This paper studies how different NOx abatement technologies have diffused under the Swedish system of refunded emissions charges and analyzes the determinants of the time to adoption. The policy, under which the charge revenues are refunded back to the regulated firms in proportion to energy output, was explicitly designed to affect investment in NOx reducing technologies.

2014-01-29

Optimal Expectations and the Welfare Cost of Climate Variability

Uncertainty about the future is an important determinant of well-being, especially in developing countries where financial markets and other market failures result in ineffective insurance mechanisms. However, separating the effects of future uncertainty from realised events, and then measuring the impact of uncertainty on utility, presents a number of empirical challenges.

2013-09-01

Welfare and Economic Evaluation of Climatic Change Impacts on Water Resources at River Basin Scale

The general objective is to estimate, from an interdisciplinary perspective, the economic and social impact of changes in water availability due to climate change. This objective involves quantifying the relationship between changes in water availability due to climate change, and population growth, land use changes, carbon sequestration and other social and environmental stressors that affect the quality of life of people relaying on water provision in a geographical region.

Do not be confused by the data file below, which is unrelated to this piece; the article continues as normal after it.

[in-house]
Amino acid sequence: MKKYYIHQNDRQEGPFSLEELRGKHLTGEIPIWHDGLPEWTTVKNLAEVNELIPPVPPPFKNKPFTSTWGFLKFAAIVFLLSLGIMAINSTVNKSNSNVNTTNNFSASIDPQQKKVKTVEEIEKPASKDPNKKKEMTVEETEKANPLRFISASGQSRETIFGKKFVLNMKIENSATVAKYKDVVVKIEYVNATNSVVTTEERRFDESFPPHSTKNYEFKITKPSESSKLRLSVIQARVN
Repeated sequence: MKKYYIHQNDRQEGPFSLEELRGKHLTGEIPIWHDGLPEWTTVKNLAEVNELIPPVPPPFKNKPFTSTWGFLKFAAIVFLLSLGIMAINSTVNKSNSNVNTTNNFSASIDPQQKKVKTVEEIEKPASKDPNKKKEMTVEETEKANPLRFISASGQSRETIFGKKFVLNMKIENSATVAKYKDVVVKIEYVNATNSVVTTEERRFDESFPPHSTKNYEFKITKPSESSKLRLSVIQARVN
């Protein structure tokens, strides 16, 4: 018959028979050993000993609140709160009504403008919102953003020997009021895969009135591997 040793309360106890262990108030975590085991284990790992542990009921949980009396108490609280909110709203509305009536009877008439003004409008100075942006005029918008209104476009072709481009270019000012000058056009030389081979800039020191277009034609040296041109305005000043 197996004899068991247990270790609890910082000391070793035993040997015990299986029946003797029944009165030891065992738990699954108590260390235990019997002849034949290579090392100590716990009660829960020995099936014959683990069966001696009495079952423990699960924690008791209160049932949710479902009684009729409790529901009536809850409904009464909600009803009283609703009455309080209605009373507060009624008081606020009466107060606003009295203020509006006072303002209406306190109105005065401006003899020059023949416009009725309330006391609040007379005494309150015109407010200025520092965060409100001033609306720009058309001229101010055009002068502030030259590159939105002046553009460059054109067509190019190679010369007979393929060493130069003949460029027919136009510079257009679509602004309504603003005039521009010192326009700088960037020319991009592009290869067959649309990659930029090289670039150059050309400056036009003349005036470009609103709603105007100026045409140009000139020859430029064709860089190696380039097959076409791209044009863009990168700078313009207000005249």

2013-09-01

Will a Driving Restriction Policy Reduce Car Trips? A Case Study of Beijing, China

A driving restriction policy, as a control-and-command rationing measure, is a politically acceptable policy tool to address traffic congestion and air pollution in some countries and cities. Beijing was the first city in China to implement this policy. A one-day-a-week driving restriction scheme was expected to take 20 percent of cars off the road every weekday.

2013-07-30

Determining Benefits and Costs for Future Generations

This article is a good example of EfDs mission: combining policy advice and research. It is based on a consultancy for the US EPA who asked Maureen Cropper to lead a process with a panel of experts to help advise them on what discount rate to use for climate change – and specifically about falling discount rates. This paper (and a longer one in REEP that is forthcoming) is a byproduct of that work.

2013-05-30

Travel Mode Choice and Impact of Fuel Tax in Beijing

As an international metropolitan area undergoing rapid development, Beijing is facing a sharp rise in the volume of motor vehicles and mobility, which has become the major contributor to the air pollution in this city.

2013-05-13

The truth, the whole truth, and nothing but the truth—A multiple country test of an oath script

Hypothetical bias is one of the main issues bedeviling the field of nonmarket valuation. The general criticism is that survey responses reflect how people would like to behave, rather than how they actually behave. In our study of climate change and carbon emissions reductions, based on the increasing bulk of evidence from psychology and economics regarding the effects of making promises, we investigate the effect of an oath script in a contingent valuation survey.

2013-04-24

Community Controlled Forests, Carbon Sequestration and REDD+ Some Evidence from Ethiopia